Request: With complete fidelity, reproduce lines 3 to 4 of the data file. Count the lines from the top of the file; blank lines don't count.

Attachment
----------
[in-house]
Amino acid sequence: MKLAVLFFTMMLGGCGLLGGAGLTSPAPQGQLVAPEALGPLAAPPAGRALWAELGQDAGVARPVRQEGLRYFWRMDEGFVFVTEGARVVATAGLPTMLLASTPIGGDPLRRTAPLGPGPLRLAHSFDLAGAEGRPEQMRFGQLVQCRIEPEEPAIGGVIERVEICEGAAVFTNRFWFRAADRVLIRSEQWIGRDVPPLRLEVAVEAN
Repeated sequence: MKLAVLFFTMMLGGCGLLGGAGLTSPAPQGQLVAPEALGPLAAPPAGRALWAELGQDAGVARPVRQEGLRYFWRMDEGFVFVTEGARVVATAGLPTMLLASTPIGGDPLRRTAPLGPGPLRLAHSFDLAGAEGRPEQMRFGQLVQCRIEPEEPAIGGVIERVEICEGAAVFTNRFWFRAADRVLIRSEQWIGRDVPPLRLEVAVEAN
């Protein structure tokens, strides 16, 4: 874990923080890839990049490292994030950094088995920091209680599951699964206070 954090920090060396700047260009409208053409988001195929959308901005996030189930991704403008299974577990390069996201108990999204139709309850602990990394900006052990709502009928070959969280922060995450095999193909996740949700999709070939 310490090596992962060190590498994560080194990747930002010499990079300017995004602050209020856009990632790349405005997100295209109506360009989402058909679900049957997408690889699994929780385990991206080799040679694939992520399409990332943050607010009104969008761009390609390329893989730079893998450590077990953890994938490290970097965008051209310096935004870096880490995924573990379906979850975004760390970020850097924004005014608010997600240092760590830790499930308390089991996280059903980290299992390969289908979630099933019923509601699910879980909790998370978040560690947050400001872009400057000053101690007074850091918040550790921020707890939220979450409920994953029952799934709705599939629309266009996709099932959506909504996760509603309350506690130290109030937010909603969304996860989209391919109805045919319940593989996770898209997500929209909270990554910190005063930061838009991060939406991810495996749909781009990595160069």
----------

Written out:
Repeated sequence: MKLAVLFFTMMLGGCGLLGGAGLTSPAPQGQLVAPEALGPLAAPPAGRALWAELGQDAGVARPVRQEGLRYFWRMDEGFVFVTEGARVVATAGLPTMLLASTPIGGDPLRRTAPLGPGPLRLAHSFDLAGAEGRPEQMRFGQLVQCRIEPEEPAIGGVIERVEICEGAAVFTNRFWFRAADRVLIRSEQWIGRDVPPLRLEVAVEAN
């Protein structure tokens, strides 16, 4: 874990923080890839990049490292994030950094088995920091209680599951699964206070 954090920090060396700047260009409208053409988001195929959308901005996030189930991704403008299974577990390069996201108990999204139709309850602990990394900006052990709502009928070959969280922060995450095999193909996740949700999709070939 310490090596992962060190590498994560080194990747930002010499990079300017995004602050209020856009990632790349405005997100295209109506360009989402058909679900049957997408690889699994929780385990991206080799040679694939992520399409990332943050607010009104969008761009390609390329893989730079893998450590077990953890994938490290970097965008051209310096935004870096880490995924573990379906979850975004760390970020850097924004005014608010997600240092760590830790499930308390089991996280059903980290299992390969289908979630099933019923509601699910879980909790998370978040560690947050400001872009400057000053101690007074850091918040550790921020707890939220979450409920994953029952799934709705599939629309266009996709099932959506909504996760509603309350506690130290109030937010909603969304996860989209391919109805045919319940593989996770898209997500929209909270990554910190005063930061838009991060939406991810495996749909781009990595160069």